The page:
The United States Olympic Committee is raising eyebrows over yesterday's news that the "Go USA" mittens sold on its website are made in China.
The "wardrobe malfunction," as the Associated Press called it, comes less than two years after fans and politicians criticized the USOC and Team USA clothing sponsor Ralph Lauren for the Chinese-made team uniforms worn in the London Olympics. After that incident, the USOC vowed that all uniforms going forward would be made in America, starting with the 2014 Winter Games in Sochi, Russia.
As CNN noted at the time, the controversy provided a prime opportunity for members of Congress who had just introduced a jobs bill imploring companies to "Make It in America" and were highlighting the struggling textile and apparel industries as a casualty of globalization and increased automation. According to the American Apparel and Footwear Association, just 2.5 percent of the $350 billion spent on clothing in 2012 was domestically made, while the Bureau of Labor Statistics estimates that the number of jobs from clothing manufacturing declined by 80 percent from 1990 to 2011, amounting to about 750,000 lost jobs.
The desire to have our nation's best athletes wear uniforms that represent our economic competitiveness is understandable, if not a tad jingoistic. Much of the clothing that's still made in the U.S. is military uniforms, in accordance with the Berry Amendment. If we require our warriors on the battlefield to wear American apparel, shouldn't we expect the same from our warriors on the Olympic field?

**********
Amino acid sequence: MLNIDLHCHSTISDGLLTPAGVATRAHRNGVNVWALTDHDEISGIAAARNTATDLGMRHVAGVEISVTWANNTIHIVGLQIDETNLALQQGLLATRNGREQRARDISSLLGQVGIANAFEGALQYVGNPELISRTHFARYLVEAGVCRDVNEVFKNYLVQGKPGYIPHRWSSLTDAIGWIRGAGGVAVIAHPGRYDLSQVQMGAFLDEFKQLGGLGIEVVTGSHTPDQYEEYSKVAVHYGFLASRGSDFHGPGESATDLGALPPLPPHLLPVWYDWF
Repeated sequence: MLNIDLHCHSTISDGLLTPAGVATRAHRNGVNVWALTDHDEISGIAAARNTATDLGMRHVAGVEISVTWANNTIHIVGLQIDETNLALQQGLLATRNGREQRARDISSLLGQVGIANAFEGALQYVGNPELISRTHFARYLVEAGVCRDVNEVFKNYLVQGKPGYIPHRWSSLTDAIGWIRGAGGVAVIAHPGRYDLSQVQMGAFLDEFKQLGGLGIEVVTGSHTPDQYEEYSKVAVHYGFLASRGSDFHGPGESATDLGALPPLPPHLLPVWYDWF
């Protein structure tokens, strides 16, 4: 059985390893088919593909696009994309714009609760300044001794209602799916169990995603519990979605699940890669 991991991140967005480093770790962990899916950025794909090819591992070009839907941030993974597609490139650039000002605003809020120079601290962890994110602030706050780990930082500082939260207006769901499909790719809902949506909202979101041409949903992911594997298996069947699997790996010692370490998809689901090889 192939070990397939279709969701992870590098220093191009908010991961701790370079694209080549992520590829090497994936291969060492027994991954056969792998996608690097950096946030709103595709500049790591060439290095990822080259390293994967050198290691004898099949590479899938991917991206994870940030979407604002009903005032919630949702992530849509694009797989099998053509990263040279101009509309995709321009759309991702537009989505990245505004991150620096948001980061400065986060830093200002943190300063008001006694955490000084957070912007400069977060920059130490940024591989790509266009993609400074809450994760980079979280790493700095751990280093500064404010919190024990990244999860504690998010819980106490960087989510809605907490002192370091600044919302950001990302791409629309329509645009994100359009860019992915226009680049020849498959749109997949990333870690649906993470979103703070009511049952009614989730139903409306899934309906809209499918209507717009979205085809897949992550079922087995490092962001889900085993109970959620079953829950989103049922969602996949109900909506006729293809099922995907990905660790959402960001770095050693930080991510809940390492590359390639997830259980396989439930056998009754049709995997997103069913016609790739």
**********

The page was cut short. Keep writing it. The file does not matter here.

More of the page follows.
But placing the same mandates on all Team USA gear, specifically the "Go USA" mittens, brings up a separate issue. The Chinese-made mittens are sold on the website for the sole purpose of fundraising, as USOC spokesman Patrick Sandusky pointed out. This is an important distinction when you consider that, unlike many other countries' Olympic teams, the USOC receives no government funding and is responsible for its own revenue through donations and sponsorship. This money covers not just administrative and logistical costs, but also training for amateur athletes with low incomes. The DMA Nonprofit Federation estimates that nine out of 10 Olympians earn less that $20,000 a year, while only half the country is aware that the USOC is not-for-profit.
The USOC decided to sell the mittens at the relatively low cost of $14 to "create a fundraising opportunity where almost anyone could support Team USA," Sandusky said. Those mittens have generated $500,000 in sales and are separate from the official gear that will be worn by the athletes competing in February. Fans who want to support both American sports and American manufacturing can also purchase the domestically made gloves -- for $68. In offering both, the USOC is doing nothing more than maximizing its capacity to expand its revenue and brand, a strategy not unlike Apple's recent unveiling of the cheaper iPhone 5C alongside its premium iPhone 5S.
Any criticism against the USOC is, therefore, misplaced. The organization isn't some evil, profit-driven company benefiting from corporate subsidies while driving down costs and increasing its bottom line by selling products made by sweatshop labor. The USOC is just a charity whose enormous success is made all the more impressive by just how little federal assistance it receives.